Watching from afar is a tall, proud Curlew. It's another bird with a wonderful voice; I'll put some links at the end of this post so you can hear some of these birds if you want to.
Saving the most colourful till last, these are Teal, male and female. At a distance, in dull light, the drake looks like a greyish bird with a dark brown head; it's only bright sunlight that reveals the details.....
The village of Clothall stands just east of the town of Baldock. It's hardly a village at all, just a handful of houses loosely gathered around a small church. I visited the church a few years ago and wrote about it in a post called "A Special Place". You'll have to follow the link if you want to find out about the church; I was too muddy to go inside today! But I did explore the lanes and paths that criss-cross the nearby fields. They're a bit special too, rather hillier than most places around here and with rather different farming.
Yes, sheep. They are only penned in like this temporarily while they await a quick health-check before being moved to a new pasture.
Believe it or not sheep are calm when crowded in like this and don't even mind having a photo taken!
Soon they're free to carry on with their grazing.
I was determined to show the landscape just like it is - not always pretty and very squelchy and slippery underfoot after all the rain we've been having.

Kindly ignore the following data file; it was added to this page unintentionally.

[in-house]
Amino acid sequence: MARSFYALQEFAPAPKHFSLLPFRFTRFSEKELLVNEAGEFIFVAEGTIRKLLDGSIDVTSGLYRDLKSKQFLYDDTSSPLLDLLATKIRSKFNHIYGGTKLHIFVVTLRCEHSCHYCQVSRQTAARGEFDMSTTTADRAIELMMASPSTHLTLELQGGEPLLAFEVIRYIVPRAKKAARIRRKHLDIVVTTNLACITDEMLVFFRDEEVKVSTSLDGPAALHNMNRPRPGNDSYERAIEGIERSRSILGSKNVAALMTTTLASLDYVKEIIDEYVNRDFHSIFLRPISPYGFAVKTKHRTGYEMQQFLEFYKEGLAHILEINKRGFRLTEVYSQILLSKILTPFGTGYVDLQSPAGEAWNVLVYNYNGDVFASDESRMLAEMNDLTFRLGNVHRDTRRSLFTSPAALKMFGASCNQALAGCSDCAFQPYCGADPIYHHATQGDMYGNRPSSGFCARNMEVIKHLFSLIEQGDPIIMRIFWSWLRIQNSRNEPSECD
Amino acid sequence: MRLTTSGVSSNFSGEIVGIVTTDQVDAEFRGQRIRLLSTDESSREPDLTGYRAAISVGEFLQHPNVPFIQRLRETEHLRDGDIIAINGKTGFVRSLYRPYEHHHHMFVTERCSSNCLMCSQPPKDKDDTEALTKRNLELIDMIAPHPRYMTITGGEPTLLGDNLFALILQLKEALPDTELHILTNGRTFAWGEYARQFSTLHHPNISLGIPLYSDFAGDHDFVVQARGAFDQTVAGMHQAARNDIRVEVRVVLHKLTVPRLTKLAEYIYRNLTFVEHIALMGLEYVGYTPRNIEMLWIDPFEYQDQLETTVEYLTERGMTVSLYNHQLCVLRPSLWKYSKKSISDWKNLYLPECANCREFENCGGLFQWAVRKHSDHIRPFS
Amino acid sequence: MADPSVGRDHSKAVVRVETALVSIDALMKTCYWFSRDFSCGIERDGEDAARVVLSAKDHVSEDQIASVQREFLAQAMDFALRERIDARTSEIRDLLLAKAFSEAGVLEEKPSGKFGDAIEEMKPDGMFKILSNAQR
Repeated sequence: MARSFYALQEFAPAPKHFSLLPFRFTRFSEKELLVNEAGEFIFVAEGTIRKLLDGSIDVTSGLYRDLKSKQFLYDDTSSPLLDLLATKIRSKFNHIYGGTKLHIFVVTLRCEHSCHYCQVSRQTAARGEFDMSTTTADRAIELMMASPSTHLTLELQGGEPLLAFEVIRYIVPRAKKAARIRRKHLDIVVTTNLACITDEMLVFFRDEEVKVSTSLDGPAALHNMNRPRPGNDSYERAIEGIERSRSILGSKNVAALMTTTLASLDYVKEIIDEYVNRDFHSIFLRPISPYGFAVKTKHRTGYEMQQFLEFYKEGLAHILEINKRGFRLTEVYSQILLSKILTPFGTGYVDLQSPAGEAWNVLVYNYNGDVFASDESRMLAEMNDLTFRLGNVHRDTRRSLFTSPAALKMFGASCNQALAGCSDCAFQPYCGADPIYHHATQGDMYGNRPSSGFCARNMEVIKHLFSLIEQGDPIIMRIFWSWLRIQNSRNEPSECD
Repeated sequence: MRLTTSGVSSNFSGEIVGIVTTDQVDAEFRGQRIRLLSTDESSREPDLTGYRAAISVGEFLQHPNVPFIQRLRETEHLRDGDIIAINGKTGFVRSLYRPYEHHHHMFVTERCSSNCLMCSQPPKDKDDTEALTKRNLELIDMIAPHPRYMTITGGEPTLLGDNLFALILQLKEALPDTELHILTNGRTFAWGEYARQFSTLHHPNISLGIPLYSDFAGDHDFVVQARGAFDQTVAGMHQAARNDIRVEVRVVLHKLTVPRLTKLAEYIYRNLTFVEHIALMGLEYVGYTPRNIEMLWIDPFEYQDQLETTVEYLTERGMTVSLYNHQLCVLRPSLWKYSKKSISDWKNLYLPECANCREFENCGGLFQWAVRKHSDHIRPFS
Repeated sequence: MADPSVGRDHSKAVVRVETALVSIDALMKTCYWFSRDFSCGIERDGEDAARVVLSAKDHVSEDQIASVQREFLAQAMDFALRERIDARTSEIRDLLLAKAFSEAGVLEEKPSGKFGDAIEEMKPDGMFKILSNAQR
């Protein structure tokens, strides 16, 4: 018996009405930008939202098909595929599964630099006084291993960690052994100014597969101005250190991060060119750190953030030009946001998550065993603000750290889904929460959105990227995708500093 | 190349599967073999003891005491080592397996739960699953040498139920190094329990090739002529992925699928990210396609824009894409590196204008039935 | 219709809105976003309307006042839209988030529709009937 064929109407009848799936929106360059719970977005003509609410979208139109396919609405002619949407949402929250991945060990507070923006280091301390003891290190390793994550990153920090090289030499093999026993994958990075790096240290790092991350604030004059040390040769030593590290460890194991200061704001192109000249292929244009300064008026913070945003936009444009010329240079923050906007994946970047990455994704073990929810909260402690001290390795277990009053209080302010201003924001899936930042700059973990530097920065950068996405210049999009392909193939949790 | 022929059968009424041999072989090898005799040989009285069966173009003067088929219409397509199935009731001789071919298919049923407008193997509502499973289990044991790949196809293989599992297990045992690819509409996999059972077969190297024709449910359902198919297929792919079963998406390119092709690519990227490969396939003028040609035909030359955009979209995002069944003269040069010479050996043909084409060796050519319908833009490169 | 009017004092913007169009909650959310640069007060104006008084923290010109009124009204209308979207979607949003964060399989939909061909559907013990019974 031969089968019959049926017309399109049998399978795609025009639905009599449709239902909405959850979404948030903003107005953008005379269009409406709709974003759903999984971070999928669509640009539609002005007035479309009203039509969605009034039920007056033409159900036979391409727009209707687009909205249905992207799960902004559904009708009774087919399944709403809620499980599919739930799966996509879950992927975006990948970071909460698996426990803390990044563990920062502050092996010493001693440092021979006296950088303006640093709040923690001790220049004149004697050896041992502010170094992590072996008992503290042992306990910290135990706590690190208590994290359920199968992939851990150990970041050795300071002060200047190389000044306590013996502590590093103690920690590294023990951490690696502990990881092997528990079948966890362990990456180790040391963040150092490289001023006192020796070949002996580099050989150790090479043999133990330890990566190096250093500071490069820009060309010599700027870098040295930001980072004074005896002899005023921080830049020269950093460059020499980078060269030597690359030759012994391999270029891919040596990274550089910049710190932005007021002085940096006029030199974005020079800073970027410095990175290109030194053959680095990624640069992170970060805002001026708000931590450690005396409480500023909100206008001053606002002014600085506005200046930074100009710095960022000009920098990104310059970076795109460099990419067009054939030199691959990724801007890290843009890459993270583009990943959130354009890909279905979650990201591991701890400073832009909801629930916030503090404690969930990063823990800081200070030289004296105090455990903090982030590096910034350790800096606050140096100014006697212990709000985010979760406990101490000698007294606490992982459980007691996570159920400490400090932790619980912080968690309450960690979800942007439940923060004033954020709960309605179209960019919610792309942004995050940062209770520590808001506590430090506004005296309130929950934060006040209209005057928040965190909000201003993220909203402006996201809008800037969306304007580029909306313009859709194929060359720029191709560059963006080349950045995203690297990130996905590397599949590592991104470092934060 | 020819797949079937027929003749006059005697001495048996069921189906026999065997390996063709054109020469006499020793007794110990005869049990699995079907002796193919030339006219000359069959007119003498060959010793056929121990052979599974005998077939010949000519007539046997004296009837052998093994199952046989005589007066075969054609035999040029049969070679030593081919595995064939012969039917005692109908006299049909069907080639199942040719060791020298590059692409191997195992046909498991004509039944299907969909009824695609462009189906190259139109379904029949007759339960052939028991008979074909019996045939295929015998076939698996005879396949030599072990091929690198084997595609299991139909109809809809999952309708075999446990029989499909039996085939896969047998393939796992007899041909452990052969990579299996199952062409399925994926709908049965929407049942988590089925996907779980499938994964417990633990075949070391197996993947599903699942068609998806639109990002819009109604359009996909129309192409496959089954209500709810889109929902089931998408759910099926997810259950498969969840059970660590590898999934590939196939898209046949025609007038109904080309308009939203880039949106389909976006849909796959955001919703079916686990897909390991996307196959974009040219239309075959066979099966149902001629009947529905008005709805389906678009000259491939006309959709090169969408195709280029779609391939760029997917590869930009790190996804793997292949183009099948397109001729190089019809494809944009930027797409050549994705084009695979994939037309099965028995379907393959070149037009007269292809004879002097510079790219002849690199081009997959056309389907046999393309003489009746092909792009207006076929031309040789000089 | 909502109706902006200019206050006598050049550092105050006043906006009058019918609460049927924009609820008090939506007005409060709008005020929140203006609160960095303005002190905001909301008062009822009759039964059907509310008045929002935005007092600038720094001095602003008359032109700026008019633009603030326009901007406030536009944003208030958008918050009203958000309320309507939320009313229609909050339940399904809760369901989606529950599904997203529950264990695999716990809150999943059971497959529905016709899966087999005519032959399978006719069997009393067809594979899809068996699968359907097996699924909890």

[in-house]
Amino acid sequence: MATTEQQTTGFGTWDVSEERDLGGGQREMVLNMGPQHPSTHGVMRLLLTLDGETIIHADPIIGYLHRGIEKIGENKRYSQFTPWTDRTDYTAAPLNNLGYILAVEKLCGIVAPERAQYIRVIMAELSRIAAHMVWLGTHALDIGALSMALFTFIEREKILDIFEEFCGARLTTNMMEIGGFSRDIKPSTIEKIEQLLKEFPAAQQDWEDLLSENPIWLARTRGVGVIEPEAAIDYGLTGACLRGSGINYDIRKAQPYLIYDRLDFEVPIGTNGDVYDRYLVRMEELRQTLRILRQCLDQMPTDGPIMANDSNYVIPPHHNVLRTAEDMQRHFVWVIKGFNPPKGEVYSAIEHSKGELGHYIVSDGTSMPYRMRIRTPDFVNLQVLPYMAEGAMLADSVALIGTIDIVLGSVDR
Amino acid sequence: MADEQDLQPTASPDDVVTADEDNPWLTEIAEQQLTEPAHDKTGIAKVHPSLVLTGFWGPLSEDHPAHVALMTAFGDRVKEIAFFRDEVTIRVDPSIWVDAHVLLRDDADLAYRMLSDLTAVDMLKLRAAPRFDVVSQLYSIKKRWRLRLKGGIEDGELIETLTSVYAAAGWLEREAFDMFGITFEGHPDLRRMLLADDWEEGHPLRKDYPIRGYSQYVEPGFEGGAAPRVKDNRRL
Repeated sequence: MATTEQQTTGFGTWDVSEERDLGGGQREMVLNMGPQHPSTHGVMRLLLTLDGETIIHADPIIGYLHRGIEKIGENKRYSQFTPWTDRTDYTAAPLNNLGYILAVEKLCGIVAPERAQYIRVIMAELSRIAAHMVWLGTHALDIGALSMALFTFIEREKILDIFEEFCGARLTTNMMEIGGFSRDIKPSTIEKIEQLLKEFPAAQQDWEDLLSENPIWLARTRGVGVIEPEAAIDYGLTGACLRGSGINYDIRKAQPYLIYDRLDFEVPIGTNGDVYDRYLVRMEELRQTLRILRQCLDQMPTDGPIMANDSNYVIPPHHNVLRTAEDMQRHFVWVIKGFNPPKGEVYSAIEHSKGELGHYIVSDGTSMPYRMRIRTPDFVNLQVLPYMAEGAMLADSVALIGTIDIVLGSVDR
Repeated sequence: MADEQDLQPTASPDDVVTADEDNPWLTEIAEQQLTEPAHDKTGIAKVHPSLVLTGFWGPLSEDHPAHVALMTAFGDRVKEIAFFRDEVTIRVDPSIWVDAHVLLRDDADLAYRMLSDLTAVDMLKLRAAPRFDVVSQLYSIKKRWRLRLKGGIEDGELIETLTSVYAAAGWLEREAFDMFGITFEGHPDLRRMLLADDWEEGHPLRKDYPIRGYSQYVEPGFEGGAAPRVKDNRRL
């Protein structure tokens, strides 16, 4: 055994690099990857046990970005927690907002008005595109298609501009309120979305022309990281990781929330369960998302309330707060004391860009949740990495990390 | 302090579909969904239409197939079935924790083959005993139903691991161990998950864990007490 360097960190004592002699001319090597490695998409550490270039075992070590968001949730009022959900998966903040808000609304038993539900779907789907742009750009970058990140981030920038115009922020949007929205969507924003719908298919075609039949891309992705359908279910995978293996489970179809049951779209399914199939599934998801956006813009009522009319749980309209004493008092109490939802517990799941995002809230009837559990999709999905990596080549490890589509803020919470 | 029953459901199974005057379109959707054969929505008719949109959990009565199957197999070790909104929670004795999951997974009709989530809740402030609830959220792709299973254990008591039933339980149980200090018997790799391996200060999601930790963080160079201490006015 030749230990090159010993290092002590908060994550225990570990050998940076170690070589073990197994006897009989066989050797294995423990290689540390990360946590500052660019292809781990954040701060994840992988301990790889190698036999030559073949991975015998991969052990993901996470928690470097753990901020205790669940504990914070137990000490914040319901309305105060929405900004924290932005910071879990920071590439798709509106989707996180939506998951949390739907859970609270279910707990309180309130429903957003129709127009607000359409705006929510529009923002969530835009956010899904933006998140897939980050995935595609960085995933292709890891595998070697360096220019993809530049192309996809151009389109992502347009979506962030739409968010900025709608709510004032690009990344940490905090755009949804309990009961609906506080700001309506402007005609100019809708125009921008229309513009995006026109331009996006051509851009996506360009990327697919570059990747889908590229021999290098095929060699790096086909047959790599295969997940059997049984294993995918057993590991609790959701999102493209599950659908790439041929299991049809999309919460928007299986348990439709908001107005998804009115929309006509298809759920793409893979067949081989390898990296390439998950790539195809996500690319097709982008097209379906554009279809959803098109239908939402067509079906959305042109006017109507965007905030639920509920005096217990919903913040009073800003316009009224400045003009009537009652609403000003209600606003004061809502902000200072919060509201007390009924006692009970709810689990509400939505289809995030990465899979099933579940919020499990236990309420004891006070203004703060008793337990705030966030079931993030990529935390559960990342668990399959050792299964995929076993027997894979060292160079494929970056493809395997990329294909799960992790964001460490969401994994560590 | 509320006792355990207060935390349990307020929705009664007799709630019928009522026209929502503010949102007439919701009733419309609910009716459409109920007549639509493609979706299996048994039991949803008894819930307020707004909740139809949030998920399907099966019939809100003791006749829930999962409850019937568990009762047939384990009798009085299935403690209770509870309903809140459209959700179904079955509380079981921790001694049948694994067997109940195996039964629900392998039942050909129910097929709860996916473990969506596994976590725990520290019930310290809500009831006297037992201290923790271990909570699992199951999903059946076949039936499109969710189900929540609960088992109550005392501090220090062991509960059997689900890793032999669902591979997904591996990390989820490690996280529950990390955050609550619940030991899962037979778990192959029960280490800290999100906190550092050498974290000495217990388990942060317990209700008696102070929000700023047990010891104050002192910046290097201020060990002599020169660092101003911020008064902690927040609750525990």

A lot of the rights of way around here are shared by walkers, horse riders and farmers, resulting in glorious amounts of mud.
The church in its churchyard is still just as special as I remember. Despite being quite close to a road, the feeling is still of being in deep countryside.
Some of the gravestones are very old and much obscured by lichens and mosses.
I stopped and sat on a bench for a while before continuing on my way.
The roads around the village, like most roads in England, have a long history, but here they seem to have hardly changed. I didn't meet any vehicles at all.
Just the occasional wanderer from the farmyard.
This little water channel is the remains of an old moat that probably surrounded a farm once upon a time; there was quite a fashion for such moats at one time.
Time to be heading back, I think.
I'll leave it to these two ladies to wish you Goodbye.....
There's not much going on here at the moment, which is the main reason for there being so few posts recently. It's been very grey and drizzly, not too bad for walking but less than ideal for photography. But Robin and Roger, over on their New Dharma Bums blog, posted some wonderful music by the great Jeff Beck (and somebody called Clapton, whoever he is.... 😀), so I thought I ought to reciprocate. Now when I first used to frequent folk clubs they were full of excellent, but rather exhibitionist, acoustic guitarists. Weird tunings, odd time-signatures, bizarre chords, and versions of obscure blues and ragtime pieces; all played at finger-busting speed to defeat all but the most dedicated guitar nerd. How pleasant it was one evening then to be entertained by a modest, slim, smiling Welshman who played with relaxed grace, style and gentle humour. He's got just a little older since then but still remains relatively unknown. I give you Mr John James......